BMTC women conductors appeal for reduced work hours


Owing to fewer commuters, BMTC has replaced the shift system with a 12-hour work day

Crew of BMTC buses, who have been spending more than 12 hours at work every day due to the cost-cutting measures introduced during the COVID-19 pandemic, appealed to the State government on Friday to reduce their work hours to eight. Bus crew, especially women conductors, cited lack of infrastructure, such as restrooms and affordable catering services.

In an appeal made through a video message to Chief Minister B.S. Yediyurappa and Deputy Chief Minister Laxman Savadi, who is also Transport Minister, a female conductor said, “There is no eight-hour duty. During rest hours, we cannot go home. There is no restroom for women. We cannot take rest inside the bus. I leave my two-and-a-half-year-old child at home for 12 hours. Please reduce the work day to eight hours.”

After the outbreak of the pandemic, finances of the Corporation were badly hit owing to poor ridership. To ‘better utilise’ human resources and the fleet, the management decided to replace the shift system with a 12-hour work day with 2 to 3 hours rest in between.

Another conductor said, “At present, we report to depots at 6 a.m. and leave at 9 p.m. We spend 12 to 14 hours on the bus. We don’t receive salaries on time and have problems paying rent, school fees and power bills. Please make sure that we receive salaries on time.”

The BMTC has around 1,500 women conductors.

A BMTC official said the corporation is going through a tough time. Prior to the outbreak of the pandemic, more than 35 lakh people used to avail its services every day. Now, the number is less than 20 lakh. Earlier, more than 70,000 trips were operated per day, but now the number is down to less than 50,000.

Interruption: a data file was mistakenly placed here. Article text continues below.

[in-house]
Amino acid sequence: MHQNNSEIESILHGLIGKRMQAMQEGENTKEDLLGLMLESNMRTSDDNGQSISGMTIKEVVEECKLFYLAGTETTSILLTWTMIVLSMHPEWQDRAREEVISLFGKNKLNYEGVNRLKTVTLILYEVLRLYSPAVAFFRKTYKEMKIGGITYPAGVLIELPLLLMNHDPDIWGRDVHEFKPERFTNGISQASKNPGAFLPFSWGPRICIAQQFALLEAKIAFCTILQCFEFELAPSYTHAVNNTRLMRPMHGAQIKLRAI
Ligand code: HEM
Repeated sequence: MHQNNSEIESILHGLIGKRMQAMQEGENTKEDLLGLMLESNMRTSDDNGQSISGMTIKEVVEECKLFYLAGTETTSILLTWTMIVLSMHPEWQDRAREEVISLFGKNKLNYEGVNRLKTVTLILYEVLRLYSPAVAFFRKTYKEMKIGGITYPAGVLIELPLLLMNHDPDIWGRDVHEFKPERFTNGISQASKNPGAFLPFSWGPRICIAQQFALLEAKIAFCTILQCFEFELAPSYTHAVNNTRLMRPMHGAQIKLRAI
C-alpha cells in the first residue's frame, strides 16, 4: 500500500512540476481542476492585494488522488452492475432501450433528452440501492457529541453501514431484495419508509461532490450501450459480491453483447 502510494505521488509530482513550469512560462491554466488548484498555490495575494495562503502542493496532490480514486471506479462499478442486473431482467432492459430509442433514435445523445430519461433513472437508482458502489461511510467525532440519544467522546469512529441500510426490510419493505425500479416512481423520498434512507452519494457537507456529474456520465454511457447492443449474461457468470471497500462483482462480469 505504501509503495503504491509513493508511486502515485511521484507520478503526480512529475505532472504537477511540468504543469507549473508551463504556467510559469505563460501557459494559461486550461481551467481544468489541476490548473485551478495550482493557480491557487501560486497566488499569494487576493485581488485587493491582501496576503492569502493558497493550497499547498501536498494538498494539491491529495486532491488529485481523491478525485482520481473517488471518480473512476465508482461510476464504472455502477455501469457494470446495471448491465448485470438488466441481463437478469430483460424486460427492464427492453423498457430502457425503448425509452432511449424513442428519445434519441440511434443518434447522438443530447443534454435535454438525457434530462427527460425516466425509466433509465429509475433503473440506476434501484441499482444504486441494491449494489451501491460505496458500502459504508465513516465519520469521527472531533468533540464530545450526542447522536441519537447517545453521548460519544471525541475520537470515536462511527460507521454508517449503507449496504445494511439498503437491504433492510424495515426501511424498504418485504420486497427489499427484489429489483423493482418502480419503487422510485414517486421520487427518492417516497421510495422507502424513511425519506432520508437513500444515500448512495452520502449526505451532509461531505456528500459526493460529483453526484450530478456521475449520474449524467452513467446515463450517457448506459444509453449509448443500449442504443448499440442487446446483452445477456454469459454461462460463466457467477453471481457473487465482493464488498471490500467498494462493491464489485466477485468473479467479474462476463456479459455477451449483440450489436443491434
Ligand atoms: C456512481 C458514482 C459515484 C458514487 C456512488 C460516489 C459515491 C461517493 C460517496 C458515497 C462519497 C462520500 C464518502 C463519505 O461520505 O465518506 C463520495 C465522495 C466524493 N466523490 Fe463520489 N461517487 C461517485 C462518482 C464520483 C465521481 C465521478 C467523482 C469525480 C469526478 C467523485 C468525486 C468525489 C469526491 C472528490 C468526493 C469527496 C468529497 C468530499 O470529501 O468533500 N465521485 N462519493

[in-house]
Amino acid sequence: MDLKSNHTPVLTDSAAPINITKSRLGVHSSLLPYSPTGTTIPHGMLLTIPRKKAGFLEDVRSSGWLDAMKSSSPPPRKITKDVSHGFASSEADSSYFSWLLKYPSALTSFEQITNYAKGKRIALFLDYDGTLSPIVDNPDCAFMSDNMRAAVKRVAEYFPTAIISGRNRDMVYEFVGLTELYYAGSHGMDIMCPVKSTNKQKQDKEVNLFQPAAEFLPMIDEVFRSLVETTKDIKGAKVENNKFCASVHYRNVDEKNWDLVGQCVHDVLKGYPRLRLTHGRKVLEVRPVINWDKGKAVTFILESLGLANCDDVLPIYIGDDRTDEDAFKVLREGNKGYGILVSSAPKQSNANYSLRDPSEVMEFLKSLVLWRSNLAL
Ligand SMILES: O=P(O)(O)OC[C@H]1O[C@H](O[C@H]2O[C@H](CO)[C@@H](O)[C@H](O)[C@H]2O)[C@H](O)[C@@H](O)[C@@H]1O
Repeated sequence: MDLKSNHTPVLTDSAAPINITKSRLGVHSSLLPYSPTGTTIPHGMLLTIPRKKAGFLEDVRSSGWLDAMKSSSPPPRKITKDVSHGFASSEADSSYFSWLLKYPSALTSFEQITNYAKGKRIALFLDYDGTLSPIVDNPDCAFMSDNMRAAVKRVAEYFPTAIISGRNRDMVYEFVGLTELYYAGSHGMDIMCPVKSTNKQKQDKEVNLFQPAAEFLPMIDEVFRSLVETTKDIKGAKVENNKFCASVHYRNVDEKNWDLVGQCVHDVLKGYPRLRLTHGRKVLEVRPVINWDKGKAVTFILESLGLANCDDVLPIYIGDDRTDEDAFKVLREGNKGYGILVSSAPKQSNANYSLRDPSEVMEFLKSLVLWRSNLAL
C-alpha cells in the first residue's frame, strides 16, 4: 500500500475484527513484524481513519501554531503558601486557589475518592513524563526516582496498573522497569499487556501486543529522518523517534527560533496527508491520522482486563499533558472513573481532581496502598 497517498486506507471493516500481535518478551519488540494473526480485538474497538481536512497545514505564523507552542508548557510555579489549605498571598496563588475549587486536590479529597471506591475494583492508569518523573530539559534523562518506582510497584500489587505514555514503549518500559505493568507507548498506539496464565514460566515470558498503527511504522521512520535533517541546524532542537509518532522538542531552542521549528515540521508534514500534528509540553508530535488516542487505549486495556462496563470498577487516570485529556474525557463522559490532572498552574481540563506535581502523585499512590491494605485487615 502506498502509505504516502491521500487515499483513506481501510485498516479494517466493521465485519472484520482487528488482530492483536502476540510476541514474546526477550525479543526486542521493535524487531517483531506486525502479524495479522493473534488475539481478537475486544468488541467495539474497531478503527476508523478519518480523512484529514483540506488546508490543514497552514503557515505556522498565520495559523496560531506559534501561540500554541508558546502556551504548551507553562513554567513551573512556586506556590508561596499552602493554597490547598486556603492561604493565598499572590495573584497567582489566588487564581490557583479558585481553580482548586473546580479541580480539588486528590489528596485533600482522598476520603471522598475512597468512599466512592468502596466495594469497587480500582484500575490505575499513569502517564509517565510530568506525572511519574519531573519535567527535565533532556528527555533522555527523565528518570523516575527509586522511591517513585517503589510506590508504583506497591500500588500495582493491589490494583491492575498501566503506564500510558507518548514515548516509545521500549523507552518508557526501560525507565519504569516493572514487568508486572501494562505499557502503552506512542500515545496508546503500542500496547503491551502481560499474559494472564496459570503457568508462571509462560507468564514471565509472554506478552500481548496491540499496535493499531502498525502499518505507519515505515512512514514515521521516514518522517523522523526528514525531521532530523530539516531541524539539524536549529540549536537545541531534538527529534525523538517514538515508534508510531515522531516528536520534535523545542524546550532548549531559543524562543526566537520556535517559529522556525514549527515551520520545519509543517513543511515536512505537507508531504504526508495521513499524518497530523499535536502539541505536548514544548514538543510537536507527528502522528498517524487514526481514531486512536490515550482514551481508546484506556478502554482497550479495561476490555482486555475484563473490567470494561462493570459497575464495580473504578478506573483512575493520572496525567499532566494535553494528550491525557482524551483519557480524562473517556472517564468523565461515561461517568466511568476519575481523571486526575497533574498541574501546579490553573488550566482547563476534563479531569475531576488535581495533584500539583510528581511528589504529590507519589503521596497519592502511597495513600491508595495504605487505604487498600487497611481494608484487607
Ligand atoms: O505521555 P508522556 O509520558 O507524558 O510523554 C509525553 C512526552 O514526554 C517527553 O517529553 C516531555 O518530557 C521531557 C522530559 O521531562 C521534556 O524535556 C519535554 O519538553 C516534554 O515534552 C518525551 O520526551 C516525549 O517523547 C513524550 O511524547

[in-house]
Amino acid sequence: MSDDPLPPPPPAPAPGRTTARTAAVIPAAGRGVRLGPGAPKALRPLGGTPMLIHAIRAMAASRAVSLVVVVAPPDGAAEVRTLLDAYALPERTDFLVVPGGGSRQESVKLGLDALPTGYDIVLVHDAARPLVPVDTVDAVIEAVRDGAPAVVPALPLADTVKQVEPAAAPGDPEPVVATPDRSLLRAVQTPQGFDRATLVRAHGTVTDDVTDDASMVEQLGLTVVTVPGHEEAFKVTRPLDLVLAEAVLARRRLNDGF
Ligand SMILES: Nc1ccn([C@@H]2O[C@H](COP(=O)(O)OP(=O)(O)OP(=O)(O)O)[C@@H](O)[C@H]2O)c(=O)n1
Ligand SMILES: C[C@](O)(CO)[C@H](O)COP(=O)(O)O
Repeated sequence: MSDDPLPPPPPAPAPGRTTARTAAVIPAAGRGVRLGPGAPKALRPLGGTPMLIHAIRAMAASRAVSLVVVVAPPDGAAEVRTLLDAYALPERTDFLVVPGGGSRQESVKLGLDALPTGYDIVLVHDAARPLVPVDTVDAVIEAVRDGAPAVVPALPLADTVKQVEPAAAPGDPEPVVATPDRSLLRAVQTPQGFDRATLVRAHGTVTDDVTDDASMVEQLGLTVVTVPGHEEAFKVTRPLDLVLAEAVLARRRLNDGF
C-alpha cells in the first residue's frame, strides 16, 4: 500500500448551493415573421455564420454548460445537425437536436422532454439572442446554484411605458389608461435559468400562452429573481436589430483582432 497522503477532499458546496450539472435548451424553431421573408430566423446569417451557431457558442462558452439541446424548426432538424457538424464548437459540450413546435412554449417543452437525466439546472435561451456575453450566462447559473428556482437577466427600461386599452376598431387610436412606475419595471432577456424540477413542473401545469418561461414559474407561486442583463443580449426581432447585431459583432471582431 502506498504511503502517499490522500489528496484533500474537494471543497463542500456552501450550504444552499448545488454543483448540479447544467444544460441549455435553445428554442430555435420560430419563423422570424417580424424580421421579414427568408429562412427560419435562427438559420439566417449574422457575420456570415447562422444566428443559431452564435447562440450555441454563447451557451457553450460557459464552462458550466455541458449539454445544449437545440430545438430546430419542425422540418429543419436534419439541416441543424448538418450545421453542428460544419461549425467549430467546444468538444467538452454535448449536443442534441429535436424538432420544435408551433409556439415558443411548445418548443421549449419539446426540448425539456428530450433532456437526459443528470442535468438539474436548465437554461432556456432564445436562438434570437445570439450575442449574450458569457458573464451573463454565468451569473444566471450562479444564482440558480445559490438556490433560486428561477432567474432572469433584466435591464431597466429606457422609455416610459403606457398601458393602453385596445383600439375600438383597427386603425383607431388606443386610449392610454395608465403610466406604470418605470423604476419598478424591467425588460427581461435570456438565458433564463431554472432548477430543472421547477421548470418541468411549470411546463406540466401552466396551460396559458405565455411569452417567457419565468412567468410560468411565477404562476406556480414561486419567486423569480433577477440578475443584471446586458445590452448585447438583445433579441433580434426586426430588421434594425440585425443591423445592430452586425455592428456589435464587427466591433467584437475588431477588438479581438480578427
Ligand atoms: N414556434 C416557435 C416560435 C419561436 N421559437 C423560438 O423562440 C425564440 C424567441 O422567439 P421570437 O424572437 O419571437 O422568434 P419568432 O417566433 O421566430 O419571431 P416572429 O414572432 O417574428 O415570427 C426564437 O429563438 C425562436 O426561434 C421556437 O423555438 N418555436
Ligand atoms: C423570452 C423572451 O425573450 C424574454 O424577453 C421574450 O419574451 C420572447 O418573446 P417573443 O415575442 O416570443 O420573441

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“Considering these factors, we introduced a general shift in a phased manner as per provisions of the Motor Transport Workers Act. This has been done in the interest of both the organisation and employees. Once everything gets back to normal, we will go back to the old system,” said the official.

He added that ridership and revenue generation have remained low. “We are managing to pay 50% of the salary as most of the revenue generated goes towards fuel and maintenance of the fleet,” he said.

The BMTC currently operates around 5,200 out of 6,400 buses. Most of the AC buses are off the road due to poor ridership.

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Sagar Biswas

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